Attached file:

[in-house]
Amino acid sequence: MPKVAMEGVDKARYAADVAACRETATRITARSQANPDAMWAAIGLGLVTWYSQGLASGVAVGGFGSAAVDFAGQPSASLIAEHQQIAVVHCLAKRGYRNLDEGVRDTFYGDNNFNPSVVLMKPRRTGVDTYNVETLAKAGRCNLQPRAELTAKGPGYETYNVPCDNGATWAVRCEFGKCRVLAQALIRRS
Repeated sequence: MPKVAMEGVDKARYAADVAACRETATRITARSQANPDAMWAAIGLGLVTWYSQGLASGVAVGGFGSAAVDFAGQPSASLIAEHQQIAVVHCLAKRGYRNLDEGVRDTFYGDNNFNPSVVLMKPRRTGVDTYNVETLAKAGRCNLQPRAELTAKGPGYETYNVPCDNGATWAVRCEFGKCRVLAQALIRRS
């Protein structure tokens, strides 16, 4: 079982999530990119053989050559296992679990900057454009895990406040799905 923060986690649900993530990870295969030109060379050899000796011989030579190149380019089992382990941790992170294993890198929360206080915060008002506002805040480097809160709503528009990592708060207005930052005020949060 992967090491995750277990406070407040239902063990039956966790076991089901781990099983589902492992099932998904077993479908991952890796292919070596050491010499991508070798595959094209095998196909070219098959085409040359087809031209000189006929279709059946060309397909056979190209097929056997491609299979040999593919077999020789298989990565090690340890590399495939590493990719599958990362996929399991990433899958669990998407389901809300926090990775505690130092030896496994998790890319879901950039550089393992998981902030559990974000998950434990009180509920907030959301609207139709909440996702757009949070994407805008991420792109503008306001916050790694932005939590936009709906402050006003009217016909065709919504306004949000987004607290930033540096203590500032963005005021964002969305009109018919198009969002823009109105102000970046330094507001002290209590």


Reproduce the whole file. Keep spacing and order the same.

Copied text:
[in-house]
Amino acid sequence: MPKVAMEGVDKARYAADVAACRETATRITARSQANPDAMWAAIGLGLVTWYSQGLASGVAVGGFGSAAVDFAGQPSASLIAEHQQIAVVHCLAKRGYRNLDEGVRDTFYGDNNFNPSVVLMKPRRTGVDTYNVETLAKAGRCNLQPRAELTAKGPGYETYNVPCDNGATWAVRCEFGKCRVLAQALIRRS
Repeated sequence: MPKVAMEGVDKARYAADVAACRETATRITARSQANPDAMWAAIGLGLVTWYSQGLASGVAVGGFGSAAVDFAGQPSASLIAEHQQIAVVHCLAKRGYRNLDEGVRDTFYGDNNFNPSVVLMKPRRTGVDTYNVETLAKAGRCNLQPRAELTAKGPGYETYNVPCDNGATWAVRCEFGKCRVLAQALIRRS
């Protein structure tokens, strides 16, 4: 079982999530990119053989050559296992679990900057454009895990406040799905 923060986690649900993530990870295969030109060379050899000796011989030579190149380019089992382990941790992170294993890198929360206080915060008002506002805040480097809160709503528009990592708060207005930052005020949060 992967090491995750277990406070407040239902063990039956966790076991089901781990099983589902492992099932998904077993479908991952890796292919070596050491010499991508070798595959094209095998196909070219098959085409040359087809031209000189006929279709059946060309397909056979190209097929056997491609299979040999593919077999020789298989990565090690340890590399495939590493990719599958990362996929399991990433899958669990998407389901809300926090990775505690130092030896496994998790890319879901950039550089393992998981902030559990974000998950434990009180509920907030959301609207139709909440996702757009949070994407805008991420792109503008306001916050790694932005939590936009709906402050006003009217016909065709919504306004949000987004607290930033540096203590500032963005005021964002969305009109018919198009969002823009109105102000970046330094507001002290209590």